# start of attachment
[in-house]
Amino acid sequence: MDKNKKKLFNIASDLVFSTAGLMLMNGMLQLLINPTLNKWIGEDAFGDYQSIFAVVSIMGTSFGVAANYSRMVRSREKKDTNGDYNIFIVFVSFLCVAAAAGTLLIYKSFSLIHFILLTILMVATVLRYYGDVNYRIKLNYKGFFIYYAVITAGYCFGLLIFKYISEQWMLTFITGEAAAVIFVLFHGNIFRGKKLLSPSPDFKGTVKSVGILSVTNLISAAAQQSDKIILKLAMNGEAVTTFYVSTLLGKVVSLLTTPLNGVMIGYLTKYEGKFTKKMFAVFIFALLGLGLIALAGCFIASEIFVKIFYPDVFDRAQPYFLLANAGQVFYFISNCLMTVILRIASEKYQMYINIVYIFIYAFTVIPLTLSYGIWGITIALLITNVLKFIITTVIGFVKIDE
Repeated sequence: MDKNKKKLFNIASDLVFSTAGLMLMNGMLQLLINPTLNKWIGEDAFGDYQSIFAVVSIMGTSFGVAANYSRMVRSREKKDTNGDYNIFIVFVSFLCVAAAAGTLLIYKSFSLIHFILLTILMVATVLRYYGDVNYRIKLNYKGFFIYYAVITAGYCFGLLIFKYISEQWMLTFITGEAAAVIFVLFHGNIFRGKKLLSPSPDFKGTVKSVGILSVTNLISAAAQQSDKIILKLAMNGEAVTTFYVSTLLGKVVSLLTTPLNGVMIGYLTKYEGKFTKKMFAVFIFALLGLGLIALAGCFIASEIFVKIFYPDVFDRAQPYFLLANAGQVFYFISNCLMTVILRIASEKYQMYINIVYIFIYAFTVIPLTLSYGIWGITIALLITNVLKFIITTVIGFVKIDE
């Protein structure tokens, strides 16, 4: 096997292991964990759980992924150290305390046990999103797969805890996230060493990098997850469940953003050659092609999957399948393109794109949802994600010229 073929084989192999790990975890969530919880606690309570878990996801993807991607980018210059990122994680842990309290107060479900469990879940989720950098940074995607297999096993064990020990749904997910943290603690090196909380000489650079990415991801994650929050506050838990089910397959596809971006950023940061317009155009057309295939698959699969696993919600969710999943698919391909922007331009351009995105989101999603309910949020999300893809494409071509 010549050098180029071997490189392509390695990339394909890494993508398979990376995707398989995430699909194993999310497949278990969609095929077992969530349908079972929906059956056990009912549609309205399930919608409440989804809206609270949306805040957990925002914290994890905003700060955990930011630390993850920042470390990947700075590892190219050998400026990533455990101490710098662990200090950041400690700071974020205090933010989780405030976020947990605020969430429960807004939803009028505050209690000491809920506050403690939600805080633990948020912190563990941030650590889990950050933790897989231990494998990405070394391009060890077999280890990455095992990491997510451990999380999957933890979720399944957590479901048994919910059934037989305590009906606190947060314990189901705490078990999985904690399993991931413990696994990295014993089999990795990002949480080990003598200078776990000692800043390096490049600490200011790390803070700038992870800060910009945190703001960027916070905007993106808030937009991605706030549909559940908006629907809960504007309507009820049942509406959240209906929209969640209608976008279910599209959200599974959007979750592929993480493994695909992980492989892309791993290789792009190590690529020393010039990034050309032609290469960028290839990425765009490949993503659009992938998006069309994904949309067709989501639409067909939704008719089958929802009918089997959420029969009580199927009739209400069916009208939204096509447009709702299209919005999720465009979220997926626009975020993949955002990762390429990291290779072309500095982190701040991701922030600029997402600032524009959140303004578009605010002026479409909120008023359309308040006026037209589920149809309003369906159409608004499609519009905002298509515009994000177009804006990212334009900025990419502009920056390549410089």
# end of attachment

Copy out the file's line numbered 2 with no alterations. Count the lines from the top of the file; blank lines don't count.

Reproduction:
Amino acid sequence: MDKNKKKLFNIASDLVFSTAGLMLMNGMLQLLINPTLNKWIGEDAFGDYQSIFAVVSIMGTSFGVAANYSRMVRSREKKDTNGDYNIFIVFVSFLCVAAAAGTLLIYKSFSLIHFILLTILMVATVLRYYGDVNYRIKLNYKGFFIYYAVITAGYCFGLLIFKYISEQWMLTFITGEAAAVIFVLFHGNIFRGKKLLSPSPDFKGTVKSVGILSVTNLISAAAQQSDKIILKLAMNGEAVTTFYVSTLLGKVVSLLTTPLNGVMIGYLTKYEGKFTKKMFAVFIFALLGLGLIALAGCFIASEIFVKIFYPDVFDRAQPYFLLANAGQVFYFISNCLMTVILRIASEKYQMYINIVYIFIYAFTVIPLTLSYGIWGITIALLITNVLKFIITTVIGFVKIDE